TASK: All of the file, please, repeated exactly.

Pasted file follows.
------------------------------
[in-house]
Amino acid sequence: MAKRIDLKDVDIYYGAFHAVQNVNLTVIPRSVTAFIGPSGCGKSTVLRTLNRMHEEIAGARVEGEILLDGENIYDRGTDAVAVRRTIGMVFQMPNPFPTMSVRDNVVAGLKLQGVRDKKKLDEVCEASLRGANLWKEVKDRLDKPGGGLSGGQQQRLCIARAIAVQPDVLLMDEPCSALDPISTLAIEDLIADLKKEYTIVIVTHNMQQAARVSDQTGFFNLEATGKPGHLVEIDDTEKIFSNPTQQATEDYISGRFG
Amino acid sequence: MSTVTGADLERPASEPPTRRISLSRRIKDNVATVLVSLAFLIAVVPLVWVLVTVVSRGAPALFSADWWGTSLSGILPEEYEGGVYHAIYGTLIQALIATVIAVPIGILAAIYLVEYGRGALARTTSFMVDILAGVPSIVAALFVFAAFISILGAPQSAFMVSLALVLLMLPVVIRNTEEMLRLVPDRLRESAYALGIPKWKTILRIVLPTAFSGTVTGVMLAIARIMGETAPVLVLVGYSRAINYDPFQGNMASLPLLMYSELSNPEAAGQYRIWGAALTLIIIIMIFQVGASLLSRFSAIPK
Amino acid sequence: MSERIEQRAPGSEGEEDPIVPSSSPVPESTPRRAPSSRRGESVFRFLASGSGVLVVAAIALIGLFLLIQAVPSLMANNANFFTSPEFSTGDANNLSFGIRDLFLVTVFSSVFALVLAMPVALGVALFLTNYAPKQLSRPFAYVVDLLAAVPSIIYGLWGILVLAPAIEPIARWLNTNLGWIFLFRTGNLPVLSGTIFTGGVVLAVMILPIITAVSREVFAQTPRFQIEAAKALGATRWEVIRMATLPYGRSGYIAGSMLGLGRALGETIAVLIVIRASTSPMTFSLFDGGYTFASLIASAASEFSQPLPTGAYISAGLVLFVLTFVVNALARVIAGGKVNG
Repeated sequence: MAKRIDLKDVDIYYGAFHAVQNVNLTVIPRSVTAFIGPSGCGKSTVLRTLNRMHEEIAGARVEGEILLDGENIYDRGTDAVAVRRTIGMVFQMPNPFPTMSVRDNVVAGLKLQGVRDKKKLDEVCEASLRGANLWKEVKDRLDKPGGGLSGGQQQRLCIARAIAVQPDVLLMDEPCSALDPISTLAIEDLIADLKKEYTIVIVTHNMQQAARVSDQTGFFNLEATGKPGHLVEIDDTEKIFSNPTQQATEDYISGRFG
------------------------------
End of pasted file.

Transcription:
[in-house]
Amino acid sequence: MAKRIDLKDVDIYYGAFHAVQNVNLTVIPRSVTAFIGPSGCGKSTVLRTLNRMHEEIAGARVEGEILLDGENIYDRGTDAVAVRRTIGMVFQMPNPFPTMSVRDNVVAGLKLQGVRDKKKLDEVCEASLRGANLWKEVKDRLDKPGGGLSGGQQQRLCIARAIAVQPDVLLMDEPCSALDPISTLAIEDLIADLKKEYTIVIVTHNMQQAARVSDQTGFFNLEATGKPGHLVEIDDTEKIFSNPTQQATEDYISGRFG
Amino acid sequence: MSTVTGADLERPASEPPTRRISLSRRIKDNVATVLVSLAFLIAVVPLVWVLVTVVSRGAPALFSADWWGTSLSGILPEEYEGGVYHAIYGTLIQALIATVIAVPIGILAAIYLVEYGRGALARTTSFMVDILAGVPSIVAALFVFAAFISILGAPQSAFMVSLALVLLMLPVVIRNTEEMLRLVPDRLRESAYALGIPKWKTILRIVLPTAFSGTVTGVMLAIARIMGETAPVLVLVGYSRAINYDPFQGNMASLPLLMYSELSNPEAAGQYRIWGAALTLIIIIMIFQVGASLLSRFSAIPK
Amino acid sequence: MSERIEQRAPGSEGEEDPIVPSSSPVPESTPRRAPSSRRGESVFRFLASGSGVLVVAAIALIGLFLLIQAVPSLMANNANFFTSPEFSTGDANNLSFGIRDLFLVTVFSSVFALVLAMPVALGVALFLTNYAPKQLSRPFAYVVDLLAAVPSIIYGLWGILVLAPAIEPIARWLNTNLGWIFLFRTGNLPVLSGTIFTGGVVLAVMILPIITAVSREVFAQTPRFQIEAAKALGATRWEVIRMATLPYGRSGYIAGSMLGLGRALGETIAVLIVIRASTSPMTFSLFDGGYTFASLIASAASEFSQPLPTGAYISAGLVLFVLTFVVNALARVIAGGKVNG
Repeated sequence: MAKRIDLKDVDIYYGAFHAVQNVNLTVIPRSVTAFIGPSGCGKSTVLRTLNRMHEEIAGARVEGEILLDGENIYDRGTDAVAVRRTIGMVFQMPNPFPTMSVRDNVVAGLKLQGVRDKKKLDEVCEASLRGANLWKEVKDRLDKPGGGLSGGQQQRLCIARAIAVQPDVLLMDEPCSALDPISTLAIEDLIADLKKEYTIVIVTHNMQQAARVSDQTGFFNLEATGKPGHLVEIDDTEKIFSNPTQQATEDYISGRFG